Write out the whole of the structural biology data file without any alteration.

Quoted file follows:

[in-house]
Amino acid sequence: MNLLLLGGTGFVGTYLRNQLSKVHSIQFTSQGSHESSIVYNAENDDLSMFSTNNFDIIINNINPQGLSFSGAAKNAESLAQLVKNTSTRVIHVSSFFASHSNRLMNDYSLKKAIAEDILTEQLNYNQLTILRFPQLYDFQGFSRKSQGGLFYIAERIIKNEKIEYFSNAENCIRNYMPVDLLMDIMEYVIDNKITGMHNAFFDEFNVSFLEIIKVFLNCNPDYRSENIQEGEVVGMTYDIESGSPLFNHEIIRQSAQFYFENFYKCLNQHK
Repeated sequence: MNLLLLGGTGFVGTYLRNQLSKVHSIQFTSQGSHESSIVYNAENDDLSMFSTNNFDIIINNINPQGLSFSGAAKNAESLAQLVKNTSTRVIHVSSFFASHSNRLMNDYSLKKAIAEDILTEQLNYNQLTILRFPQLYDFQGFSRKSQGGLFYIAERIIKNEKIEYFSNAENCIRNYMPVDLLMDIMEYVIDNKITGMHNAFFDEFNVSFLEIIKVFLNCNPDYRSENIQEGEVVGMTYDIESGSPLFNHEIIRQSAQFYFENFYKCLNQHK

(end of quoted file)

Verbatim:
[in-house]
Amino acid sequence: MNLLLLGGTGFVGTYLRNQLSKVHSIQFTSQGSHESSIVYNAENDDLSMFSTNNFDIIINNINPQGLSFSGAAKNAESLAQLVKNTSTRVIHVSSFFASHSNRLMNDYSLKKAIAEDILTEQLNYNQLTILRFPQLYDFQGFSRKSQGGLFYIAERIIKNEKIEYFSNAENCIRNYMPVDLLMDIMEYVIDNKITGMHNAFFDEFNVSFLEIIKVFLNCNPDYRSENIQEGEVVGMTYDIESGSPLFNHEIIRQSAQFYFENFYKCLNQHK
Repeated sequence: MNLLLLGGTGFVGTYLRNQLSKVHSIQFTSQGSHESSIVYNAENDDLSMFSTNNFDIIINNINPQGLSFSGAAKNAESLAQLVKNTSTRVIHVSSFFASHSNRLMNDYSLKKAIAEDILTEQLNYNQLTILRFPQLYDFQGFSRKSQGGLFYIAERIIKNEKIEYFSNAENCIRNYMPVDLLMDIMEYVIDNKITGMHNAFFDEFNVSFLEIIKVFLNCNPDYRSENIQEGEVVGMTYDIESGSPLFNHEIIRQSAQFYFENFYKCLNQHK